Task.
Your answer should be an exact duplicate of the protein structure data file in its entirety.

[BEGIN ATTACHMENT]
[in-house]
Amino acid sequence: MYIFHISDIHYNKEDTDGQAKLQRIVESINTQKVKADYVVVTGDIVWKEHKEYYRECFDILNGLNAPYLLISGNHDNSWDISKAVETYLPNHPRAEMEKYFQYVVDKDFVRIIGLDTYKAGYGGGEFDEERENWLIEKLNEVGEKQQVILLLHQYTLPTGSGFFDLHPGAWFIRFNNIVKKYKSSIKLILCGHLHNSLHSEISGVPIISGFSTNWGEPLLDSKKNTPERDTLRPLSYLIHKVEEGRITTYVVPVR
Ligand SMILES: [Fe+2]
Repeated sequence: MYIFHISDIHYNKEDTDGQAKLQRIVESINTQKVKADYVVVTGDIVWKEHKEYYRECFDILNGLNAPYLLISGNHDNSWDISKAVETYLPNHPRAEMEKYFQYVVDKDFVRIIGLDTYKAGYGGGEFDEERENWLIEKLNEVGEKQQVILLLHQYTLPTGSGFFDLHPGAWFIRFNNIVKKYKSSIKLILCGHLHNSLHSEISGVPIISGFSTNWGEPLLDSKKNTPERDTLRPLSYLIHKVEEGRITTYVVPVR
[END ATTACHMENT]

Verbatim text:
[in-house]
Amino acid sequence: MYIFHISDIHYNKEDTDGQAKLQRIVESINTQKVKADYVVVTGDIVWKEHKEYYRECFDILNGLNAPYLLISGNHDNSWDISKAVETYLPNHPRAEMEKYFQYVVDKDFVRIIGLDTYKAGYGGGEFDEERENWLIEKLNEVGEKQQVILLLHQYTLPTGSGFFDLHPGAWFIRFNNIVKKYKSSIKLILCGHLHNSLHSEISGVPIISGFSTNWGEPLLDSKKNTPERDTLRPLSYLIHKVEEGRITTYVVPVR
Ligand SMILES: [Fe+2]
Repeated sequence: MYIFHISDIHYNKEDTDGQAKLQRIVESINTQKVKADYVVVTGDIVWKEHKEYYRECFDILNGLNAPYLLISGNHDNSWDISKAVETYLPNHPRAEMEKYFQYVVDKDFVRIIGLDTYKAGYGGGEFDEERENWLIEKLNEVGEKQQVILLLHQYTLPTGSGFFDLHPGAWFIRFNNIVKKYKSSIKLILCGHLHNSLHSEISGVPIISGFSTNWGEPLLDSKKNTPERDTLRPLSYLIHKVEEGRITTYVVPVR